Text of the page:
CSX's Earnings Should Keep Chugging Along
On Tuesday, CSX will release its latest quarterly results. The key to making smart investment decisions on stocks reporting earnings is to anticipate how they'll do before they announce results, leaving you fully prepared to respond quickly to whatever inevitable surprises arise. That way, you'll be less likely to make an uninformed knee-jerk reaction to news that turns out to be exactly the wrong move.
As a major railroad company, CSX has benefited from high energy prices in recent years that have made rail transportation a more efficient way of moving goods over long distances. But the decline in demand for commodities like coal has crimped the railroad's results lately. Let's take an early look at what's been happening with CSX over the past quarter and what we're likely to see in its quarterly report.
Stats on CSX
Analyst EPS Estimate
Change From Year-Ago EPS
Change From Year-Ago Revenue
Earnings Beats in Past 4 Quarters
Source: Yahoo! Finance.
Will CSX fire up its engines this quarter?
Analysts have gotten more pessimistic about CSX's earnings over the past few months, as they've cut back on their estimates for the just-ended quarter by $0.03 per share and chopped $0.07 per share off their full-year 2013 consensus. But the stock has kept motoring ahead, climbing more than 20% since early January.
Railroads have done extremely well in recent years by capitalizing on the big boom in commodities demand, especially overseas. For CSX, coal was a big driver of its major efficiency gains, as more than 70% of coal delivered to electricity-generating power plants goes by rail. But when rock-bottom natural-gas prices led electric utilities to shift from coal to gas to fuel their power plants, CSX and many of its rivals took big hits. In particular, Norfolk Southern , with similar geographic exposure to the Appalachian coal-producing region, shared CSX's declines.
But CSX has a couple of options to pursue to rebound. One way would be to take advantage of growing export demand for coal, as natural-gas prices in other areas of the world are far less competitive than they are within the U.S., and low shipping costs make global coal transport economically viable. The other alternative is to borrow a page from other railroads and seek to transport cheap domestic oil by rail from hard-to-reach areas to existing refineries, especially on the East Coast. Union Pacific and Canadian National have found high demand for their services in the oil-producing areas of Alberta and the Bakken, and although CSX's home territory is better served by existing pipelines, it could nevertheless have an opportunity to boost demand by meeting other needs.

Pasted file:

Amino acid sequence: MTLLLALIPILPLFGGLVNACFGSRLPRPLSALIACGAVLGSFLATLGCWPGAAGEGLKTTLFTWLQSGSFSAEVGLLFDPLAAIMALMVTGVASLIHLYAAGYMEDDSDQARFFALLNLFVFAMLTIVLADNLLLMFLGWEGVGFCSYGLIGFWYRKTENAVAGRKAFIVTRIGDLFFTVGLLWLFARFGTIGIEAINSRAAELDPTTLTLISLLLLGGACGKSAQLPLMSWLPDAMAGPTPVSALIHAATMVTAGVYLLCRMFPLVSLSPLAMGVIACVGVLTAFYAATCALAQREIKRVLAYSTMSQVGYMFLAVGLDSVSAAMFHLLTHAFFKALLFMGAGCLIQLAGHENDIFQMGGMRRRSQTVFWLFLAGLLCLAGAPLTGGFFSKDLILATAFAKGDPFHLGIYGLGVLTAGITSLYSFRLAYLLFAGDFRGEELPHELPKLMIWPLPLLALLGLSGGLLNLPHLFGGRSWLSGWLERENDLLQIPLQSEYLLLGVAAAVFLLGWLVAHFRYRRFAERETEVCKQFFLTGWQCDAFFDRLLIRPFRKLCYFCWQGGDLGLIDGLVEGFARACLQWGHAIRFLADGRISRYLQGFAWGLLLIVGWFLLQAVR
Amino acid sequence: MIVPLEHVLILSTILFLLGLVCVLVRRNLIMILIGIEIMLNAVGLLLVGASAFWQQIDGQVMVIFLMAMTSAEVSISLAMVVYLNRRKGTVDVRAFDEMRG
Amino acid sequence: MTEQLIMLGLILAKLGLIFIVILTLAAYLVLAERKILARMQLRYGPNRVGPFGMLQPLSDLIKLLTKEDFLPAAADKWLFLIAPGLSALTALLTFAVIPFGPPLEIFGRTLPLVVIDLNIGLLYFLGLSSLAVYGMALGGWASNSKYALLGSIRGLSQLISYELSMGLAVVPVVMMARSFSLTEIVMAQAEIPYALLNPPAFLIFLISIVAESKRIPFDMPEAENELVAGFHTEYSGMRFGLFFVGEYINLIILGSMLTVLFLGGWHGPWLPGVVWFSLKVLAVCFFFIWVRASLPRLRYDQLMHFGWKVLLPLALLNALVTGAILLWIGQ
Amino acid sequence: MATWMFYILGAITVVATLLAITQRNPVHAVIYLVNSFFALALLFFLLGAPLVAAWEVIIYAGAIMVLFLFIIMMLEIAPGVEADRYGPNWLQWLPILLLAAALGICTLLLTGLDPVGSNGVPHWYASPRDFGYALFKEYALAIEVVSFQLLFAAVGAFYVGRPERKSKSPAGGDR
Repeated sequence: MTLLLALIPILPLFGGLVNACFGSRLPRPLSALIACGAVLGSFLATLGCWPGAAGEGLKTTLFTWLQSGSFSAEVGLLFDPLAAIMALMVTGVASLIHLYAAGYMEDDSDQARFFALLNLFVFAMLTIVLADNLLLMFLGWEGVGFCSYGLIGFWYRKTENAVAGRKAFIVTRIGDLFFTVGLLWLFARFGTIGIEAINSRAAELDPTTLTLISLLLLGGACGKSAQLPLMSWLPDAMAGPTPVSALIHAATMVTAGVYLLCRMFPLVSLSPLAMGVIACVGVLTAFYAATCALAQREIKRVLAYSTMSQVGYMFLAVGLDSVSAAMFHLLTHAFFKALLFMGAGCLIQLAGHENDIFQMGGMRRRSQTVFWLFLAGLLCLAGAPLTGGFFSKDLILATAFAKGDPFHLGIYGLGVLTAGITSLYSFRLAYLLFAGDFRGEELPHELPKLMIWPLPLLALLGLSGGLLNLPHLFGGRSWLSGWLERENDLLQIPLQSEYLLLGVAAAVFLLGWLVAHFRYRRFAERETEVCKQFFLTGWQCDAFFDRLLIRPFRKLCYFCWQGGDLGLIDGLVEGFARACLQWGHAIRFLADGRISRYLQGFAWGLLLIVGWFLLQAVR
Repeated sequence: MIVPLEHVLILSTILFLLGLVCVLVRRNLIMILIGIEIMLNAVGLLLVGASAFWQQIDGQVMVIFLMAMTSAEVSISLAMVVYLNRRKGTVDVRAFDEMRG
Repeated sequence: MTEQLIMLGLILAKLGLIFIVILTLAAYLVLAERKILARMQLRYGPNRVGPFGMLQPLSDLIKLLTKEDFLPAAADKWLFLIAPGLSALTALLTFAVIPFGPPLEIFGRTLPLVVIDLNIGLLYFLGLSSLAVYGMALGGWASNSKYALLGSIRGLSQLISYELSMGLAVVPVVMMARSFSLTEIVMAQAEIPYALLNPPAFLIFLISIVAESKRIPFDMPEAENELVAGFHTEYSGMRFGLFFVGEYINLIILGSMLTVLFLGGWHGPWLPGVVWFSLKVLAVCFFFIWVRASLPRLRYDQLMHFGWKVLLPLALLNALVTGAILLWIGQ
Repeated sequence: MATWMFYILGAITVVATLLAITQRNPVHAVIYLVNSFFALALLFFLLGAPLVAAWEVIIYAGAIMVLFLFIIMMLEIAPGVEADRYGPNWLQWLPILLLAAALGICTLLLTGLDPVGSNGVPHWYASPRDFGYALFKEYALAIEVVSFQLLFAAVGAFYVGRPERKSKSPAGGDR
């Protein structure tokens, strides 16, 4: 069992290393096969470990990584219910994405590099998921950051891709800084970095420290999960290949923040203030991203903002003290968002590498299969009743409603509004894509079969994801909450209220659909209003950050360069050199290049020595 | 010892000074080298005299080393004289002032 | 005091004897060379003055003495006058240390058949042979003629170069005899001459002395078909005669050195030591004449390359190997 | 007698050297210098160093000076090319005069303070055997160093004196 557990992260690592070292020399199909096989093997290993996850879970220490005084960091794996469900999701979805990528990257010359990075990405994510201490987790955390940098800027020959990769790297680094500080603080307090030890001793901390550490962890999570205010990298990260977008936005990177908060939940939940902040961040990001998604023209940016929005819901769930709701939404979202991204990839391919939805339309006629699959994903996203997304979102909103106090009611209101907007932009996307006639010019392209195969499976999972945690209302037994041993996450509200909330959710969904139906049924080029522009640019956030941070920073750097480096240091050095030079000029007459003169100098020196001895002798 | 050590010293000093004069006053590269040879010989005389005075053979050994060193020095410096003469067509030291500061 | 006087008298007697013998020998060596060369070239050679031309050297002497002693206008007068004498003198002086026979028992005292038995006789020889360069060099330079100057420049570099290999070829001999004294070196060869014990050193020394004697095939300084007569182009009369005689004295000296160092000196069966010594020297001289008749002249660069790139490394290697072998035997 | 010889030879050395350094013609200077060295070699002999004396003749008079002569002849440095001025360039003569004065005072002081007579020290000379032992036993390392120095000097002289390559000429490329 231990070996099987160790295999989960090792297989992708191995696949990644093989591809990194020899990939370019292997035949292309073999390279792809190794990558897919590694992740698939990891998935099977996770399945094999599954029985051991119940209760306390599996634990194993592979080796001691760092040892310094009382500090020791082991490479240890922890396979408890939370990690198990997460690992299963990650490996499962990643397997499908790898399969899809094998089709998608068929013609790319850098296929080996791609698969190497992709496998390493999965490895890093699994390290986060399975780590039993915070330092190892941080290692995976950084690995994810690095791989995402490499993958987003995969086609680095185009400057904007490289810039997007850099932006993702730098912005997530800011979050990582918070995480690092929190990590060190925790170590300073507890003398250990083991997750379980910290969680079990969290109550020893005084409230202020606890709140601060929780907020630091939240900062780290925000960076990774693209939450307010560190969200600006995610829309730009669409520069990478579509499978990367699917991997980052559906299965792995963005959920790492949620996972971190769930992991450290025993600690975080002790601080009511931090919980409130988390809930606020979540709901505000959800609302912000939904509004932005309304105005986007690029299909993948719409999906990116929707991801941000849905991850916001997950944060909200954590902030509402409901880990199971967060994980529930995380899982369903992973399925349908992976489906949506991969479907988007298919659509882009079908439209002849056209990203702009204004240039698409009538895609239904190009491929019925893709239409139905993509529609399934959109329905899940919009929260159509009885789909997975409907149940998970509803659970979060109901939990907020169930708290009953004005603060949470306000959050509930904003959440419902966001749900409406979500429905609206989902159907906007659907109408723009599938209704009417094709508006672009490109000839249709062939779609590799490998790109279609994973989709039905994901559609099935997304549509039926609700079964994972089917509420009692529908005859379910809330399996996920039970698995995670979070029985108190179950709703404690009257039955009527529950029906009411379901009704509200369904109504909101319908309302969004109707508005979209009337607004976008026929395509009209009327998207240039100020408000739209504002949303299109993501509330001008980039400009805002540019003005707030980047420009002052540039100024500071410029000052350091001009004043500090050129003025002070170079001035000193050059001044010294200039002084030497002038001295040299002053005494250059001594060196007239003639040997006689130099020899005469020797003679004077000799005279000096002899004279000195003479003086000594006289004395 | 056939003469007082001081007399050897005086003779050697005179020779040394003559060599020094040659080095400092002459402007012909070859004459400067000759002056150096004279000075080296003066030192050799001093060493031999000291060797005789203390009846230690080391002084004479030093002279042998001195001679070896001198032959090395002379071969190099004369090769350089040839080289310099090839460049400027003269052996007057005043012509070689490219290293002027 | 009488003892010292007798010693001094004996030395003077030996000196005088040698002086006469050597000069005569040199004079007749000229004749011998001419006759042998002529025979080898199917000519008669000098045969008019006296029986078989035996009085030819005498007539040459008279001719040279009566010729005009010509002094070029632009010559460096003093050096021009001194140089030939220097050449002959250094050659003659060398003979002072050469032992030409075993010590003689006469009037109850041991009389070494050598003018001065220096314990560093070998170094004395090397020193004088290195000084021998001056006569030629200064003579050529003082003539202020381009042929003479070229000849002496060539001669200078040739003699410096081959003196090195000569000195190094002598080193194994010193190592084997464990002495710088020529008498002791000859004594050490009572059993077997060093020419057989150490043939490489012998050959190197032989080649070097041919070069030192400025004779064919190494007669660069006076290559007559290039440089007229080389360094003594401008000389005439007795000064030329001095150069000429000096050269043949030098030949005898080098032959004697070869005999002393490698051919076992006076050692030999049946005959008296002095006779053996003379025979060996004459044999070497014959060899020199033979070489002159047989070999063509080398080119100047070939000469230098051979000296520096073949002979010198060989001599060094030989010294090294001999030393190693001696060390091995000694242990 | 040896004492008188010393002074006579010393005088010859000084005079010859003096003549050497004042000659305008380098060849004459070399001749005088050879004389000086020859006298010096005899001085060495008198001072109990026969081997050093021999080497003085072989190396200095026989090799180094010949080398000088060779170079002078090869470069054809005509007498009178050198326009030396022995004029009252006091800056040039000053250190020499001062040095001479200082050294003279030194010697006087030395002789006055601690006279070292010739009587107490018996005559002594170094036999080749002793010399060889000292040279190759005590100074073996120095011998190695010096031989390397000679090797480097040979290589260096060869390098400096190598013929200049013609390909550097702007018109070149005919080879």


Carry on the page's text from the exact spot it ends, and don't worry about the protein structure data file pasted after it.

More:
In CSX's earnings report, watch to see how the railroad responds to the growing trend toward considering relocation of manufacturing capacity back into the U.S., as cheap energy and lower transportation costs become bigger factors. If CSX can capture its share of the market for exporting U.S.-made goods, then it could spell a new growth phase for the railroad.
With 21,000 miles of track serving two-thirds of the U.S. population, CSX maintains a valuable proprietary asset. Still, this railroad will face difficult obstacles in the years ahead because of a domestic surplus of natural gas and coal's declining popularity. To help investors better understand how CSX can deal with these challenges, The Motley Fool has released a brand-new premium research report written by Isaac Pino, industrials bureau chief and transportation expert. Isaac provides an in-depth look at CSX's competitive advantages, risk areas, and prospects for the future. Simply click here now to access your copy of this invaluable investor's resource.
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The article CSX's Earnings Should Keep Chugging Along originally appeared on Fool.com.Fool contributor Dan Caplinger has no position in any stocks mentioned. You can follow him on Twitter: @DanCaplinger. The Motley Fool recommends Canadian National Railway. Try any of our Foolish newsletter services free for 30 days. We Fools don't all hold the same opinions, but we all believe that considering a diverse range of insights makes us better investors. The Motley Fool has a disclosure policy.
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